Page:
Tuesday, March 13, 2012

Hey, You're Supposed to Pay For That!

It's a crime epidemic here at the Red House garden!
First it was the American Robin gang stealing all my holly berries, and now this:



Carpenter bee robbing a daffodil of its nectar.
This Carpenter Bee has cut a hole at the base of the daffodil and is happily drinking the nectar through the hole instead of going through the main entrance.  Thus it got out of 'paying' for the nectar by carrying pollen around to other flowers in order to produce seeds.  

The hole left by the carpenter bee is then subject to secondary robbery by other petty thieves such as smaller bees and insects that also want nectar.
 
Hole in daffodil left by nectar robbery
Carpenter bees do this because their bodies are too large to fit into the daffodil and their tongues (also called proboscis) are too short to reach into the flower for the nectar.   Thus they are forced into this life of crime.

Ack, I can't reach the nectar!
Now this daffodil victim has to hope that it has enough nectar left to attract other insects that might spread its pollen. 

Wouldn't you like some nectar?  It's right past all this nice pollen..
I'm not going to turn this Carpenter Bee in for its crimes just yet though - it is possible that some nectar robbery is actually good for a flower species.  If there is less nectar available, pollinators will have to fly further and visit more flowers to drink enough nectar, which increases genetic diversity.  Of course this only works if the robbers haven't stolen all of the loot.

See, I might be doing good!  Please don't turn me in!
While some nectar robbery may possibly be good, vandalism, on the other hand, is not.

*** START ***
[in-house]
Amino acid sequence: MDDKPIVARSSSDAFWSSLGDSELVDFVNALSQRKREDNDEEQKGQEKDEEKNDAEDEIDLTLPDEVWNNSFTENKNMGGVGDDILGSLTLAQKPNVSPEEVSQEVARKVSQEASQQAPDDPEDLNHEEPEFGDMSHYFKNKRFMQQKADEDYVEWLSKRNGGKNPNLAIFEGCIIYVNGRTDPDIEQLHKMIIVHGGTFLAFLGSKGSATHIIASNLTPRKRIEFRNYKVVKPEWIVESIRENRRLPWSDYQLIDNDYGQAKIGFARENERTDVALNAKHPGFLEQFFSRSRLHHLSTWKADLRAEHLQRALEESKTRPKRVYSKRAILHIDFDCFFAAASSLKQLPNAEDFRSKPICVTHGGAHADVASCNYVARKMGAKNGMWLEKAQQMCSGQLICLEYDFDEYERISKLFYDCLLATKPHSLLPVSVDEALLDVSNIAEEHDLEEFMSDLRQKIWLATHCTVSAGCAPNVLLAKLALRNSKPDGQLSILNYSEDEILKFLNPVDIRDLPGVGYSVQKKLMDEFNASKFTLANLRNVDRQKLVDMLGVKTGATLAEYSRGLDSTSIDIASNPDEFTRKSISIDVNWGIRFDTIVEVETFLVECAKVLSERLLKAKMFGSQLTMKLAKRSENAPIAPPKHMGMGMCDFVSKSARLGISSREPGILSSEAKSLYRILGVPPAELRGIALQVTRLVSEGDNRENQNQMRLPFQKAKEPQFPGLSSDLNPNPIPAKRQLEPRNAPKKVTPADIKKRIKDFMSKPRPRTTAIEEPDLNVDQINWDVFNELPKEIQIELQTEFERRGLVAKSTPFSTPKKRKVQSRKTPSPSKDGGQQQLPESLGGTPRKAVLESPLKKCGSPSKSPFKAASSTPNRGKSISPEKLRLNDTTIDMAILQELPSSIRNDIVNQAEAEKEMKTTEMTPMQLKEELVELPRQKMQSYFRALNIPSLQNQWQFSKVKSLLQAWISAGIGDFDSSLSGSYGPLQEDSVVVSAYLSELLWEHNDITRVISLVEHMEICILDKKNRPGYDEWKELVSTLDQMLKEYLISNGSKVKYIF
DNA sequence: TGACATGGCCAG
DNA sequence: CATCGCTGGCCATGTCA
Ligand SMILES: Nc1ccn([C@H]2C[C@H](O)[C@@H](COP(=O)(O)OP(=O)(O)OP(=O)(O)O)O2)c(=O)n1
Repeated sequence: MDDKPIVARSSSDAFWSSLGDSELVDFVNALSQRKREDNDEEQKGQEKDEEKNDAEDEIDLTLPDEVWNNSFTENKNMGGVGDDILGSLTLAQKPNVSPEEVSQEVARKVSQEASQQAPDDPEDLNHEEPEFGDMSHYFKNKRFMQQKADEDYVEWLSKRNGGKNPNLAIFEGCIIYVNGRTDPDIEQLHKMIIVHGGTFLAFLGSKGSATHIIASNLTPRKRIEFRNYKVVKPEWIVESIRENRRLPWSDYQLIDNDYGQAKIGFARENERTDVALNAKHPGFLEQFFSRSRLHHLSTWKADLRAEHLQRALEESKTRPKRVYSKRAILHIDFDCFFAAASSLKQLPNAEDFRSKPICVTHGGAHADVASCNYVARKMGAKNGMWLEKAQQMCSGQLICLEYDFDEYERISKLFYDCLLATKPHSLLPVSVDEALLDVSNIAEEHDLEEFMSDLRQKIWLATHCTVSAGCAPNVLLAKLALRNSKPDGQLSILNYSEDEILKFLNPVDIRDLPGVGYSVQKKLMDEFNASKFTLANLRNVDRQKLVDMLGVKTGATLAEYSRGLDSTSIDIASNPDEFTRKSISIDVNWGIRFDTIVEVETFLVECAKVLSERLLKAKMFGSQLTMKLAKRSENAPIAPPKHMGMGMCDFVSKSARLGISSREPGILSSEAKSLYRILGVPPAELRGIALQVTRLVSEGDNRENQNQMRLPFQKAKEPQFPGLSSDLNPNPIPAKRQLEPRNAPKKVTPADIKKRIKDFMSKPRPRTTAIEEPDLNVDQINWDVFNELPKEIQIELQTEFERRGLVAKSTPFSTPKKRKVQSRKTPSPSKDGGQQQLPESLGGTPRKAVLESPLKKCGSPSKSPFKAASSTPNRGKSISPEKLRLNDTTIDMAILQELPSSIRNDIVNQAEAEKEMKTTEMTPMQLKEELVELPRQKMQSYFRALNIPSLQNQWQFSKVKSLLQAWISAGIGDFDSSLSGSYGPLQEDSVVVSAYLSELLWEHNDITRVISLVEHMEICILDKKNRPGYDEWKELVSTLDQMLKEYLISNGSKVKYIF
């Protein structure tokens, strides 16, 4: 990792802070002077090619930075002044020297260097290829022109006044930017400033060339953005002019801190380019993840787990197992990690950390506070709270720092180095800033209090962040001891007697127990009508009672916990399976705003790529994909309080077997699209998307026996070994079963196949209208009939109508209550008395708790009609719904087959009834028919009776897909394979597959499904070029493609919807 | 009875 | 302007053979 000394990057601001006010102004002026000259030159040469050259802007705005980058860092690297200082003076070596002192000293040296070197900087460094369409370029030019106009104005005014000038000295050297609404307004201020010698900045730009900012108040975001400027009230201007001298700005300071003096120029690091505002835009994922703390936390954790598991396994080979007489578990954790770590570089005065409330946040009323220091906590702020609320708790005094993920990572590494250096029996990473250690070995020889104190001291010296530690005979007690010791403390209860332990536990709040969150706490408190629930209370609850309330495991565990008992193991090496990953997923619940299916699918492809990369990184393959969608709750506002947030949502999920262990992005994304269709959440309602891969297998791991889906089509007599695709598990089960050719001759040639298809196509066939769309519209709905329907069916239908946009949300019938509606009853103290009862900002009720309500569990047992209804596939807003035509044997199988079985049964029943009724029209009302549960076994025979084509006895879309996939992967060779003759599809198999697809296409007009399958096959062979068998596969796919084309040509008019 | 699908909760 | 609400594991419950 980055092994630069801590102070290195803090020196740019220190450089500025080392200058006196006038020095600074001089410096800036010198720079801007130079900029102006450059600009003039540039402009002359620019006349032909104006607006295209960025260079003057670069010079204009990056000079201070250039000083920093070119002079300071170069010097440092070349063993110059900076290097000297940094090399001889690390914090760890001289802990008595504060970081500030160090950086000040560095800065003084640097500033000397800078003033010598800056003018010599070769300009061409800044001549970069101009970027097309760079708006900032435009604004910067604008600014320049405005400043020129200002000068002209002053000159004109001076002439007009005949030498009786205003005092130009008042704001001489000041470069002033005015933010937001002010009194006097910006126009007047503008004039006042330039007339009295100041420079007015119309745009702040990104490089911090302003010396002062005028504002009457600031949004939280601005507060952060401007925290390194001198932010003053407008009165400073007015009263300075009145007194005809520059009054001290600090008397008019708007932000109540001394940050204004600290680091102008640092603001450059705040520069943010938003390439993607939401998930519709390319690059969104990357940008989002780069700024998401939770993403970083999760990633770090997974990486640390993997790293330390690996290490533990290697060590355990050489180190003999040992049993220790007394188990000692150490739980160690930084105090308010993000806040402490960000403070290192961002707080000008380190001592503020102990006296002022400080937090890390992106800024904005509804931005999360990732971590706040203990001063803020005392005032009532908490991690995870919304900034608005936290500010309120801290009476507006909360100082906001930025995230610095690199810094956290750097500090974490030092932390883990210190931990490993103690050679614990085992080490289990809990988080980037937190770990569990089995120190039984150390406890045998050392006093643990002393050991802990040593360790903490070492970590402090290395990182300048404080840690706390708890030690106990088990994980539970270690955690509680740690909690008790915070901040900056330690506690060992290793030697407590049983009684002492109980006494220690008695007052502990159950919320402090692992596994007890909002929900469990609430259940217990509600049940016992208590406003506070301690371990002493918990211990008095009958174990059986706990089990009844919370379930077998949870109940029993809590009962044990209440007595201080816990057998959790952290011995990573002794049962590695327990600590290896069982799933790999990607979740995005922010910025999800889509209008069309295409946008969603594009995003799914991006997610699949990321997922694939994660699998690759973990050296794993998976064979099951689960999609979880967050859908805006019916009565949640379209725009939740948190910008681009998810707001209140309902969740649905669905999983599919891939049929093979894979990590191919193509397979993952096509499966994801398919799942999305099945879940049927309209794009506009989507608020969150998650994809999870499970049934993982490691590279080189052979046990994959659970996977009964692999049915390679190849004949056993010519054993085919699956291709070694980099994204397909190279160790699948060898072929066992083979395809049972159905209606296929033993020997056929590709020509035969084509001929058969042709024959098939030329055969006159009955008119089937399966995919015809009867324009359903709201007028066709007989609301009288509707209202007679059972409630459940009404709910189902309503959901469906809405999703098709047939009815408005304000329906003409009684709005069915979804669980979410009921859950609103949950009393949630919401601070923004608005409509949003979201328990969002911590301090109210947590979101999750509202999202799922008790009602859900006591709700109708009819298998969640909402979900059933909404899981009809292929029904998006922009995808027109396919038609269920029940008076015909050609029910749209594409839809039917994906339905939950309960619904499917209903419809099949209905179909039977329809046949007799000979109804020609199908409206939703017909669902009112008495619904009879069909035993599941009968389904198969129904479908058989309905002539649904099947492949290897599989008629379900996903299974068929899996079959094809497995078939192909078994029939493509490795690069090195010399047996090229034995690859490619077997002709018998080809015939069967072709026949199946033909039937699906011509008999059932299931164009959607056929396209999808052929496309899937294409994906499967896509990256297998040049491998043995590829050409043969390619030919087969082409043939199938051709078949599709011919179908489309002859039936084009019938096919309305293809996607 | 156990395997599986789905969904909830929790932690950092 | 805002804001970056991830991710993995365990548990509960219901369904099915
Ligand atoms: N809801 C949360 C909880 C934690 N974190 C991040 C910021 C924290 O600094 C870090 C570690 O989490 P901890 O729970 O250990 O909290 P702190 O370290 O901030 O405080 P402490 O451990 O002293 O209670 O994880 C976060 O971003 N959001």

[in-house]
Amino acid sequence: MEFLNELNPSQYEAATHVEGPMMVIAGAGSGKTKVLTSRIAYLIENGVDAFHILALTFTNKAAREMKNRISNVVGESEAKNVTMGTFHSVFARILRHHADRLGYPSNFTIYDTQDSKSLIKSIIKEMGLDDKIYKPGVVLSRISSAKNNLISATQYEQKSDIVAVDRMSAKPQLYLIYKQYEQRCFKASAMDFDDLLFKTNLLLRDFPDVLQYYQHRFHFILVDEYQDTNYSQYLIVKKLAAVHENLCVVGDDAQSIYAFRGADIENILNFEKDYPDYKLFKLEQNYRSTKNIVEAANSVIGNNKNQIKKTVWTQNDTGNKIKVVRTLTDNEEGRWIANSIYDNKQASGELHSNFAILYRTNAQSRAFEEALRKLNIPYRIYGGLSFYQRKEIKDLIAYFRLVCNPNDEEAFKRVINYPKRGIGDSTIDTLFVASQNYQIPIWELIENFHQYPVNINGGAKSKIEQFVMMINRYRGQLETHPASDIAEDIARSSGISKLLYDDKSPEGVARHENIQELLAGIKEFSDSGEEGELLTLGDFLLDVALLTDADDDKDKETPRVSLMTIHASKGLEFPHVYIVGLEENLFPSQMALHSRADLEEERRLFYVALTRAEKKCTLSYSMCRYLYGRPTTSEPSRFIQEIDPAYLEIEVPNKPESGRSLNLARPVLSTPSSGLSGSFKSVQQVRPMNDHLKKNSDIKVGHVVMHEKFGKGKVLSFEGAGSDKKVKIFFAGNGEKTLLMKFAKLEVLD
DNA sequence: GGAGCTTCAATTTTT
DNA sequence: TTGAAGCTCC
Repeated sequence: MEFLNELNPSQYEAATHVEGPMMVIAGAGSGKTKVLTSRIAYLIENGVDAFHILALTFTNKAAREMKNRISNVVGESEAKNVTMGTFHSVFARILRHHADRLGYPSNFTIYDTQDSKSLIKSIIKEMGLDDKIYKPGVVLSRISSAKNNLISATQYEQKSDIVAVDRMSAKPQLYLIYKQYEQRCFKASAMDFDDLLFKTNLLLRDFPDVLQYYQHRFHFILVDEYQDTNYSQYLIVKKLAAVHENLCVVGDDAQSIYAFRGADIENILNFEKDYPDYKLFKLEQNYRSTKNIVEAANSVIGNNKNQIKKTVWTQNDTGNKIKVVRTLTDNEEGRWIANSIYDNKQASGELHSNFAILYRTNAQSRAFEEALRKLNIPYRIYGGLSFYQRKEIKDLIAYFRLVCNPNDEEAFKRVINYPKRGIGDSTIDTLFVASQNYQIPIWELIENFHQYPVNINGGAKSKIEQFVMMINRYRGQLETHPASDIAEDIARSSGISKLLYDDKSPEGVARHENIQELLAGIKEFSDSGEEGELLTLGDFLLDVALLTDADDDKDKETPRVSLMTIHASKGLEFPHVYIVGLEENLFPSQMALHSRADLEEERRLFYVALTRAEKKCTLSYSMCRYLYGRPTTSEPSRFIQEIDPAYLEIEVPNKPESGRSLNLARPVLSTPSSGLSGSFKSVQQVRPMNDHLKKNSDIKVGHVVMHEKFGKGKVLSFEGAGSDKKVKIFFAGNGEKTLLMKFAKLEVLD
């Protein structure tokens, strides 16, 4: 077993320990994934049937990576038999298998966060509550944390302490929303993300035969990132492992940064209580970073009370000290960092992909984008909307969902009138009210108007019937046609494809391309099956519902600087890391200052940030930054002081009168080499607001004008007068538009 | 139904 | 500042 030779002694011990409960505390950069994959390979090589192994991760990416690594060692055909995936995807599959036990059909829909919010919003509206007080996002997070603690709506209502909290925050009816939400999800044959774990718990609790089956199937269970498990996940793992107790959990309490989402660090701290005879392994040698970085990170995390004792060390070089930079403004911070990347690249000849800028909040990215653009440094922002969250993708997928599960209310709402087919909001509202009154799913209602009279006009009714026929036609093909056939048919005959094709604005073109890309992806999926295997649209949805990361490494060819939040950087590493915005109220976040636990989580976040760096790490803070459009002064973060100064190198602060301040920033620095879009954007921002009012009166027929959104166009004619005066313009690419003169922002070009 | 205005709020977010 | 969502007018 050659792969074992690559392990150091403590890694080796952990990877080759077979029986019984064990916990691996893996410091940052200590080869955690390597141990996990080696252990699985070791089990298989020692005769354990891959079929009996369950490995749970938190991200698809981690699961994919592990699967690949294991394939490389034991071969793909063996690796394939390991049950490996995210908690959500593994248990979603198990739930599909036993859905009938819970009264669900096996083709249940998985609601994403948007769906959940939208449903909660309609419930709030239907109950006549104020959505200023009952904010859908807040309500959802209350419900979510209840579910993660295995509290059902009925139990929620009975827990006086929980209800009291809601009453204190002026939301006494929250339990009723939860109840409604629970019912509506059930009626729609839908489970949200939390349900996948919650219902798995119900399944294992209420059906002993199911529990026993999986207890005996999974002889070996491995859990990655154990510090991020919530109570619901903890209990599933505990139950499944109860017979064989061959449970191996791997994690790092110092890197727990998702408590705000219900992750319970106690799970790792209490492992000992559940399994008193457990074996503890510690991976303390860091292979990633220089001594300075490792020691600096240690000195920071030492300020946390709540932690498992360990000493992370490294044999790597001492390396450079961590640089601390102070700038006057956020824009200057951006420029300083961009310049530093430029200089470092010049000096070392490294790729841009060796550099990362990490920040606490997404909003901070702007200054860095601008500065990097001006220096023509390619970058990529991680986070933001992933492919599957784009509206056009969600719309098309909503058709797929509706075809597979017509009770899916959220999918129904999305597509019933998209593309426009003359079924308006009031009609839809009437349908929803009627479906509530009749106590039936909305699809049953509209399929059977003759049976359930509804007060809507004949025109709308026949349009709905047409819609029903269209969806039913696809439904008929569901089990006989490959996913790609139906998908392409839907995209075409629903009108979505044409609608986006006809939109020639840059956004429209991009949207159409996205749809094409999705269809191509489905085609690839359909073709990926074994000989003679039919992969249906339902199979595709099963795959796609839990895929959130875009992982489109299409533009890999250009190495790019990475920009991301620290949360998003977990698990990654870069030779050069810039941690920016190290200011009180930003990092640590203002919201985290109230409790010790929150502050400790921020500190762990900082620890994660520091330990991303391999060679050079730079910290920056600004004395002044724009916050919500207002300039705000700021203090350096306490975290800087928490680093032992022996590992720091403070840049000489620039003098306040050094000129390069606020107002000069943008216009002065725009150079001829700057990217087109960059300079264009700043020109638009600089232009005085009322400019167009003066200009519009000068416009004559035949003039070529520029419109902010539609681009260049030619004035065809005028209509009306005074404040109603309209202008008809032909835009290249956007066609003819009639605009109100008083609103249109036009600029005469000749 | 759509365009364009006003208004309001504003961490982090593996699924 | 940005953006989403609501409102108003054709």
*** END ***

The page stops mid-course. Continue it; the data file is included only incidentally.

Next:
Some robbers, often including female carpenter bees, will vandalize the area in which the robbery takes place, destroying part of the flower.  Because of this the flower might not be able to set seed, and its life might even be cut short.


And then, dear bee, you could be wanted for murder.

23 comments:

  1. Wonderful post. I saw this very thing happen today in my garden and wondered what was going on. I learn something new everyday.
    Thanks for the nice presentation. I wish every garden lesson was this nicely done. You'd be a hit in a classroom. (I'm a teacher, by the way)
    David/:0)

    ReplyDelete
    Replies
    1. That's a great compliment, since I used to be a teacher before staying home with the kids! I'm glad it shows through :)

      Delete
  2. I've always heard these bees were not desirable, now I know why. I have lots of them. But I also have lots of the other bees, too, so maybe I don't have too many murderers out there! Great photos!

    ReplyDelete
    Replies
    1. It's rather funny that it's usually the female carpenter bees that do the most damage, too! Carpenter bees aren't all bad - they do pollinate flowers that are more open. But the worst part about them is how they tunnel into wood to lay their eggs. My parents have had to replace a lot of siding on their house due to carpenter bee holes!

      Delete
  3. What a nice posting. The Carpenter bee is really enjoying your daffodil blooms. I have not spotted any here yet but with this warm weather they will be out there What terrific pictures Indie.I love the one in flight.

    ReplyDelete
    Replies
    1. Thanks! Carpenter bees are one of the first pollinators out in spring, so I'm sure they'll be there soon!

      Delete
  4. I love your post, especially your photos. I'm going to drill some holes in old wood and see if I attract any carpenter bees.